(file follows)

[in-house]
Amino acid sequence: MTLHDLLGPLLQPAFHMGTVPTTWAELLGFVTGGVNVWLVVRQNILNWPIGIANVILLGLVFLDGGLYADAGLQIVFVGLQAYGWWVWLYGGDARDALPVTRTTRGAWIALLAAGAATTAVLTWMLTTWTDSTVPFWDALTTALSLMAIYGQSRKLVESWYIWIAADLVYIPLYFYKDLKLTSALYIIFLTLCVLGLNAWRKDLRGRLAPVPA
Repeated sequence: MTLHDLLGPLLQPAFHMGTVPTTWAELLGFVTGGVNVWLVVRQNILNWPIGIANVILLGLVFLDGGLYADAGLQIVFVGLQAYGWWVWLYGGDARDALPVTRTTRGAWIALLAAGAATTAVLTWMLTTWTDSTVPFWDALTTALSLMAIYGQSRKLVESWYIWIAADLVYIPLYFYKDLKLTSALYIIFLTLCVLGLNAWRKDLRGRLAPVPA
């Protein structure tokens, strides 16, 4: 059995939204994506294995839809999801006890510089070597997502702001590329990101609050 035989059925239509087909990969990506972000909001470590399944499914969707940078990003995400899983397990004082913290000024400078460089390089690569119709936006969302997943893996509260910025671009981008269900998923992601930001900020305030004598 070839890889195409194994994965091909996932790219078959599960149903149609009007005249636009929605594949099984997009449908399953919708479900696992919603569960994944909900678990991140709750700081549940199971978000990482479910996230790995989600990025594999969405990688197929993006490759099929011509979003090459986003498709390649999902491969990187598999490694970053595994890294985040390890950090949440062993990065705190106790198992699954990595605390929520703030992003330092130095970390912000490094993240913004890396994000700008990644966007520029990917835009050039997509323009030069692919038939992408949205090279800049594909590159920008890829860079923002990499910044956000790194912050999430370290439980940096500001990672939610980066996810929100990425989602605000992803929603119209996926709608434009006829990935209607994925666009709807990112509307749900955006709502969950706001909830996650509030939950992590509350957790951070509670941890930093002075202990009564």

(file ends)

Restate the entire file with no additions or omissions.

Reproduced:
[in-house]
Amino acid sequence: MTLHDLLGPLLQPAFHMGTVPTTWAELLGFVTGGVNVWLVVRQNILNWPIGIANVILLGLVFLDGGLYADAGLQIVFVGLQAYGWWVWLYGGDARDALPVTRTTRGAWIALLAAGAATTAVLTWMLTTWTDSTVPFWDALTTALSLMAIYGQSRKLVESWYIWIAADLVYIPLYFYKDLKLTSALYIIFLTLCVLGLNAWRKDLRGRLAPVPA
Repeated sequence: MTLHDLLGPLLQPAFHMGTVPTTWAELLGFVTGGVNVWLVVRQNILNWPIGIANVILLGLVFLDGGLYADAGLQIVFVGLQAYGWWVWLYGGDARDALPVTRTTRGAWIALLAAGAATTAVLTWMLTTWTDSTVPFWDALTTALSLMAIYGQSRKLVESWYIWIAADLVYIPLYFYKDLKLTSALYIIFLTLCVLGLNAWRKDLRGRLAPVPA
């Protein structure tokens, strides 16, 4: 059995939204994506294995839809999801006890510089070597997502702001590329990101609050 035989059925239509087909990969990506972000909001470590399944499914969707940078990003995400899983397990004082913290000024400078460089390089690569119709936006969302997943893996509260910025671009981008269900998923992601930001900020305030004598 070839890889195409194994994965091909996932790219078959599960149903149609009007005249636009929605594949099984997009449908399953919708479900696992919603569960994944909900678990991140709750700081549940199971978000990482479910996230790995989600990025594999969405990688197929993006490759099929011509979003090459986003498709390649999902491969990187598999490694970053595994890294985040390890950090949440062993990065705190106790198992699954990595605390929520703030992003330092130095970390912000490094993240913004890396994000700008990644966007520029990917835009050039997509323009030069692919038939992408949205090279800049594909590159920008890829860079923002990499910044956000790194912050999430370290439980940096500001990672939610980066996810929100990425989602605000992803929603119209996926709608434009006829990935209607994925666009709807990112509307749900955006709502969950706001909830996650509030939950992590509350957790951070509670941890930093002075202990009564």